Prevention and Intervention Strategies for Autism Meltdowns
If you’ve interacted with one ASD child, you’ve interacted with one ASD child. Autism affects every child in different ways. However, almost every parent of an ASD child is likely to be familiar with some form of a meltdown. There are many tricks to bringing a child back to the center. It may take trying more than one for your child – but our team of experts offers a few noteworthy solutions to add to your meltdown toolbox.
Visual schedules are consistent and predictable. They help children feel comfortable and secure. They are a great way to help children anticipate what is happening next and understand the expectations of the environment. The child is able to see the day’s agenda which reduces anxiety, behavioral problems, and acts of aggression.
Visual schedules should be taught through the use of pictures and icons. It can also be beneficial to use actual pictures of your child engaging in that activity. The more personalized the schedule is, the better your child will understand it! Before transitioning to the next event on the schedule, be sure to give a verbal reminder that they will be finishing up their current activity. As you complete events, have your child cross off each item so your child knows they successfully completed it. Provide verbal praise after your child completes each activity/event.
Sometimes there are unexpected changes to your child’s schedule and that is OK. Introduce surprise cards to your child. This can be a silly picture, word, or icon. When this card is given to your child, it means there is a change or surprise in their schedule. Start introducing surprise cards with changes that are small and your child is okay with. Surprise cards will prevent meltdowns and help them respond to change!
First/Then Boards & Token Boards
First/Then Boards are also a great tool to incorporate into your child’s routine. They are used to motivate your child to complete an activity that is non-preferred. For example, show your child the board and say “first” (activity one), “then” (activity two).
The first activity on the board is usually something that is non-preferred or a parent/therapist-directed task. The second activity is something that is rewarding to the child such as a game, toy, or treat (ex: “First speech, then Play-dough”). Make sure that activity two happens immediately after activity 1 so that your child understands the concept of being rewarded after completing a non-preferred activity.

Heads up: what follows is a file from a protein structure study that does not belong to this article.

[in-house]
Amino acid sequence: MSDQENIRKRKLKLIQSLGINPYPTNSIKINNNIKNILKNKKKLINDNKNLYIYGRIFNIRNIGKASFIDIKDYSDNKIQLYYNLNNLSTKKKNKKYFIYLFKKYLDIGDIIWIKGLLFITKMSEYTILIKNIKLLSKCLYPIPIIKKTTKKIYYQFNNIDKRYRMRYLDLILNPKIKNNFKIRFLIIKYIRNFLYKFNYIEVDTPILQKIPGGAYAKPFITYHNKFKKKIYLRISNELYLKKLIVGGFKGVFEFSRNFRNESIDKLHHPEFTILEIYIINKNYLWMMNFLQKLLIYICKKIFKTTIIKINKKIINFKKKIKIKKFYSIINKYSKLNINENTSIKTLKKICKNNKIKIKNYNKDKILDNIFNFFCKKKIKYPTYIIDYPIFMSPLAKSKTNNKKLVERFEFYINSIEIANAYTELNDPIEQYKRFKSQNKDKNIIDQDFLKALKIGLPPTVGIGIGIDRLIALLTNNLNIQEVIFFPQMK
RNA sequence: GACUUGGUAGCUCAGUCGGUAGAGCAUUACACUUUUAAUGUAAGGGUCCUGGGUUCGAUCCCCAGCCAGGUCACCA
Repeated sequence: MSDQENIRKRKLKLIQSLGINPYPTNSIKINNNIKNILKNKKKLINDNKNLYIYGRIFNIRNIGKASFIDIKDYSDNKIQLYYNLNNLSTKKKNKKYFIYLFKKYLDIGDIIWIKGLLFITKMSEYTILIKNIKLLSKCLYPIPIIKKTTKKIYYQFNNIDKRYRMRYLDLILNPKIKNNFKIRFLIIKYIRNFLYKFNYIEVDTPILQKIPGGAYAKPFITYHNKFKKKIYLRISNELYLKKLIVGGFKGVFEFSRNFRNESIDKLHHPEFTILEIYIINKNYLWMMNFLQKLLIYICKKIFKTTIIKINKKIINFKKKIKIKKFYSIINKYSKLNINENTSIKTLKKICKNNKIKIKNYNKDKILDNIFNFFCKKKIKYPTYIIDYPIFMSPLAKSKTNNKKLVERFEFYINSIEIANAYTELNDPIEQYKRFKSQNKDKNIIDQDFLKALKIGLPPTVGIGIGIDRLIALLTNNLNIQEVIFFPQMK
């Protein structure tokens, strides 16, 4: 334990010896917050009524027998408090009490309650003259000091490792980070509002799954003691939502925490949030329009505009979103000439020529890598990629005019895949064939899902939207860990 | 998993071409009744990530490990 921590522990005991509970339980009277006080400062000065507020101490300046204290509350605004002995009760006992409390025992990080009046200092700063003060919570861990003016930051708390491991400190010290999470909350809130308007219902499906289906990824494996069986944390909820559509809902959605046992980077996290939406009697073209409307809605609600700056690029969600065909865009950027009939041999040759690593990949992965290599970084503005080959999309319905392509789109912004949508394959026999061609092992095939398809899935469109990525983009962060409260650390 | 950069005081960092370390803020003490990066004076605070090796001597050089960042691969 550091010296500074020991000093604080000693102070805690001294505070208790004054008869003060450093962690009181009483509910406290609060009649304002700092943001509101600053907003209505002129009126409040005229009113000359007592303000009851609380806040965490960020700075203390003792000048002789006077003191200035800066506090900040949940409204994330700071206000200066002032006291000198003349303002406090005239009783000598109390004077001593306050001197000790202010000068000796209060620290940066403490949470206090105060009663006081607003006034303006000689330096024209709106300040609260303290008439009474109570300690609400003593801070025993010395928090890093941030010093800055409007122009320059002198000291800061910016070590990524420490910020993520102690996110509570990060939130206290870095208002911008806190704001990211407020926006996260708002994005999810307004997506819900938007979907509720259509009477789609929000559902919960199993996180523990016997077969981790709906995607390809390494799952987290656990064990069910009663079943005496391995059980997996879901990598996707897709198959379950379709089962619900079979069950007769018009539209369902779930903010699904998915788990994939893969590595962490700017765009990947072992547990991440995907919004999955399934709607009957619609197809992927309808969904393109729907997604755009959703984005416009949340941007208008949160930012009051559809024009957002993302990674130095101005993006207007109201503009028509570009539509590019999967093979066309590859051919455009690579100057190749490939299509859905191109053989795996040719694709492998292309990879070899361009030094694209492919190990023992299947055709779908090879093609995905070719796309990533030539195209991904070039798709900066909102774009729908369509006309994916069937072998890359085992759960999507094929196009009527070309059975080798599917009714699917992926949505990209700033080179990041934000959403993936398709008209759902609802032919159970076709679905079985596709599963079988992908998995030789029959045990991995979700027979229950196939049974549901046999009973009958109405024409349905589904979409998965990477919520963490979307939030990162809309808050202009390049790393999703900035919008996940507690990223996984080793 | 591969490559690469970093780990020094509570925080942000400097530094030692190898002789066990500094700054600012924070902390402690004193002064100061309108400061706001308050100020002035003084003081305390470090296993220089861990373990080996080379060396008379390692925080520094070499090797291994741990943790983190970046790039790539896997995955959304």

Token Boards are also a motivational tool that encourages your child to complete non-preferred activities. Place a picture on the board of your child’s preferred activity or what they are working toward. Then place 3-5 boxes on the board as well. As your child completes a trial or activity, place a checkmark or sticker in the box. Once your child receives all their checkmarks or stickers, they are rewarded with their chosen activity. This helps build behavioral momentum toward non-preferred activities!
Social scripts are written sentences or paragraphs that children can memorize and use in social situations. For example, you can create a social script for “things your child can say when they’re angry” or “things I can say to other kids at the park”. Children can practice scripts with other peers or adults and use them in real-life situations.
Scripting involves presenting your child with a written description about a specific skill that acts as a model for them. Social scripts are intended to help your child anticipate what might occur during an activity and improve their ability to appropriately participate in that activity. Social scripts require repeated practice before using them during an actual situation. This is a great tool to help enhance your child’s communication, social interactions and decrease behaviors in children, especially when they have limited expressive language.
Power cards are a brief scenario and character sketch describing how a hero solves the problem. The power card summarizes how your child can use the same strategy to solve a similar problem. If there is a particular activity that is challenging for your child, hand them their power card and prompt them to read the steps that their “superhero” does in a similar situation. For example, if your child has difficulty with lunchtime at school, create a power card for lunchtime activities.
Example: “Spiderman’s words of wisdom for Lunch Time”
- Stay at the table while eating lunch
- Read a book if you finish early
- Take deep breaths
- Lunch lasts 30 minutes
- Break time starts when lunchtime is over
Zones of Regulation/Feelings Chart
A zones of regulation chart is a scale to help children identify how they are feeling. The chart uses four colors: blue, green, yellow, and red with each color representing an emotion/feeling. This strategy helps children detect body signals, become self-aware of triggers, and have control over negative behaviors.
- Blue represents sick, sad, tired and bored.
- Green represents happy, calm, focused and ready to learn.
- Yellow represents worried, excited, loss of some control and frustration.
- Red represents mad, angry, yelling and out of control.
Practice the zones daily with your child throughout different times of the day and different environments. Have them identify what zone they are in and what feelings they are experiencing. If your child is in the red or yellow zone, teach them strategies to help get them back into the green zone. This tool helps your child communicate their feelings and regulate their emotions, leading to a decrease in meltdowns!
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